Not that the Birthday Party were built to last. They made just one more album, Junkyard, after which Calvert was abruptly sacked, in late 1982. He bears no grudges. “It wasn’t long after I was gone that somebody else had to be found as the whipping boy, and of course that was Rowland, and then that was the end of the band.”
Much of the documentary hinges on interviews with Howard; at one point, he recalls seeing footage of the Doors performing at the Hollywood Bowl, where police separated Jim Morrison from the crowd. “For me, that really encapsulated what rock music should be – scary enough to have a line of police between the band and the [audience].”
Capturing Pew was more difficult. The bass player was central to the Birthday Party’s sound – his lurching lines influenced a generation of US noise-rock groups, from Sonic Youth to Big Black and the Jesus Lizard – and his look evolved into something distinct: a moustachioed, leather-trousered cowboy in a string vest and a Stetson, like a village person in a goth gang.
Pew embodied the paradox at the heart of the Birthday Party. “The band were enigmatic, because they were such an odd contradiction of different things – intelligent and literary, yet visceral and brutal,” White says. “Seeing them when they were bored or in a bad mood was as good as seeing them at the peak of their game.”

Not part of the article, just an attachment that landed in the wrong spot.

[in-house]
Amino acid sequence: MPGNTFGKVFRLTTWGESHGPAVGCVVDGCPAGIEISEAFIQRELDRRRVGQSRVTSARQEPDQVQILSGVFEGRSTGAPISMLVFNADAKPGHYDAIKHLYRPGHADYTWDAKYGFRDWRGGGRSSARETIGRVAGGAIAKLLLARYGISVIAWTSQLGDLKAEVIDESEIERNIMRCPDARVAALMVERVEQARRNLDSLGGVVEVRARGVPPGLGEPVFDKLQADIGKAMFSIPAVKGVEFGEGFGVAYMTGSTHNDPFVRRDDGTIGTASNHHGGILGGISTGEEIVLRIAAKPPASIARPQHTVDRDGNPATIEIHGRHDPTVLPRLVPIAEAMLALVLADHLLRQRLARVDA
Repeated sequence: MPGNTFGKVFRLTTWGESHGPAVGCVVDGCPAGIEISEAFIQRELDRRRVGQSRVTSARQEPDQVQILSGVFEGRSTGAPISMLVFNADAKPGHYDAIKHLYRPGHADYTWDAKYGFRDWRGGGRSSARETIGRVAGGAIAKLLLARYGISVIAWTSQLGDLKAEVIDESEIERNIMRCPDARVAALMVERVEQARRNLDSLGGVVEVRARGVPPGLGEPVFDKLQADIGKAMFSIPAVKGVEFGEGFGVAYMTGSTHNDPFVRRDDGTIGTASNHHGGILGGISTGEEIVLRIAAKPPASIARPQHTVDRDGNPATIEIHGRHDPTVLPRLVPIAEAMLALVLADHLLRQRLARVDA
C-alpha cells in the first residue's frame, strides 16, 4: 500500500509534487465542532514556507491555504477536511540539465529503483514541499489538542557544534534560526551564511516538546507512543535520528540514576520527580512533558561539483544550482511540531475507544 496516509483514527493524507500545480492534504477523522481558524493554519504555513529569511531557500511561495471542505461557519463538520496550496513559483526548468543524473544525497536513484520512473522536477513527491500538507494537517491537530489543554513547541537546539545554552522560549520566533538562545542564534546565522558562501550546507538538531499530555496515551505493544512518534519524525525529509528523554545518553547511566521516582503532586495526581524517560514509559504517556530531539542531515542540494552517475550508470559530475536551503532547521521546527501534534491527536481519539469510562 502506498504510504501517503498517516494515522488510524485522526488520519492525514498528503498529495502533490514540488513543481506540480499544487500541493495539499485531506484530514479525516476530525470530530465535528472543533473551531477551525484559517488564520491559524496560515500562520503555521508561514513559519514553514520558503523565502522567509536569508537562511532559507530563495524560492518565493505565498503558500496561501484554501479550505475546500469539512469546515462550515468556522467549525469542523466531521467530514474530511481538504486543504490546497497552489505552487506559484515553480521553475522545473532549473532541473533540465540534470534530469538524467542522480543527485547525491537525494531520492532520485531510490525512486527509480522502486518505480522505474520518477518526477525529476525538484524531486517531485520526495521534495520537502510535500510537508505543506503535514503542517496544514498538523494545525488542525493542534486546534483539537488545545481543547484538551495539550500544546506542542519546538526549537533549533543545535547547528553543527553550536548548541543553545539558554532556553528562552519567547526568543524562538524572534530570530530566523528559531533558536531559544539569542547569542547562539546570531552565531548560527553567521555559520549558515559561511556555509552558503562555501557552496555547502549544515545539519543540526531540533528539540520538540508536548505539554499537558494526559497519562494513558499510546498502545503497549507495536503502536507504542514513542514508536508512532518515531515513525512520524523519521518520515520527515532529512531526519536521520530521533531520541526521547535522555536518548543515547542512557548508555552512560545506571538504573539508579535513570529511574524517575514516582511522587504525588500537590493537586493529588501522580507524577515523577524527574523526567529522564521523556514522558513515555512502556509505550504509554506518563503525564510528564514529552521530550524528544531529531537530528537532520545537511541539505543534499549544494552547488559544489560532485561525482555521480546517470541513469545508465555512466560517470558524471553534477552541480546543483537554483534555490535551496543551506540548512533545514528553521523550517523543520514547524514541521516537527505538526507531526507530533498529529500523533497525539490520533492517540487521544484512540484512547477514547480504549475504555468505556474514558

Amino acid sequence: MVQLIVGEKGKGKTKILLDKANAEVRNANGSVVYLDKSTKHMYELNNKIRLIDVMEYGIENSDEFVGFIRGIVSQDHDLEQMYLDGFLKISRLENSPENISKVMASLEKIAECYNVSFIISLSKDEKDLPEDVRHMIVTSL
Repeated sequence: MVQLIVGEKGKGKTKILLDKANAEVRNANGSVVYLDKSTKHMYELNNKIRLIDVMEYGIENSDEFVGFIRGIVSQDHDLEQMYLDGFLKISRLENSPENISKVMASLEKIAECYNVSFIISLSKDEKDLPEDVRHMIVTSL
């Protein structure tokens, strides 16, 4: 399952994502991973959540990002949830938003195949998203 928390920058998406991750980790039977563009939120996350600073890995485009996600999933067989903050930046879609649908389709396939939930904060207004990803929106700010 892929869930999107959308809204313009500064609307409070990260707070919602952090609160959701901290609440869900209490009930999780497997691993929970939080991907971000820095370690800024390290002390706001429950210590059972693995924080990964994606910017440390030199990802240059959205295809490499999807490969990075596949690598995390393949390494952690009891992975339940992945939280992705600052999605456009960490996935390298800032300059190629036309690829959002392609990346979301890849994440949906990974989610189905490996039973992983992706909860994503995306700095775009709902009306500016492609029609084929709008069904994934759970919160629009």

But Pew didn’t live to tell the tale, and only fragments remained. His most famous quote was that rock music, to the extent it would be remembered at all, would be as the anus of culture. “The audio we had of Tracy talking, whether he was spinning a yarn or telling the truth or talking down to the interviewer, was really hard to use in context,” White says.
The director relied almost entirely on archival sources to make his film. The idea – and the effect – was to drop the viewer into a world that no longer exists. There are no talking heads: “Sorry, Henry,” Harvey chuckles, referring to Rollins, whom he says is “just in too many rock documentaries”. There are brief audio snippets from Thurston Moore and Lydia Lunch.
“Well, when the material is that good, you don’t need someone else telling you that it’s good,” White reasons. Instead, explosive live footage is allowed to play out, with minimal commentary getting in the way. “There are no pop hooks, you need to hear it,” White says. “Less talk, more music.”
Cave is currently on tour in the US. He has taken to playing Shivers, the Howard-penned song he first sung for the Boys Next Door, which he had for decades disavowed. And Harvey can’t resist a dig at his old bandmate. “It’s all very well, these magnanimous gestures from a safe distance now,” he splutters. “Where were you fucking 14 years ago?”
The pair fell out after Harvey’s departure from the Bad Seeds, but have (mostly) reconciled. “We put all that stuff to bed,” Harvey says. “He sort of apologised to me, in public places, in his public way. But he’s never really said anything to me directly. That’s his manner, you know.”
He grins. “He can say something to me, the fucker!”
First published in the Guardian, 26 October 2023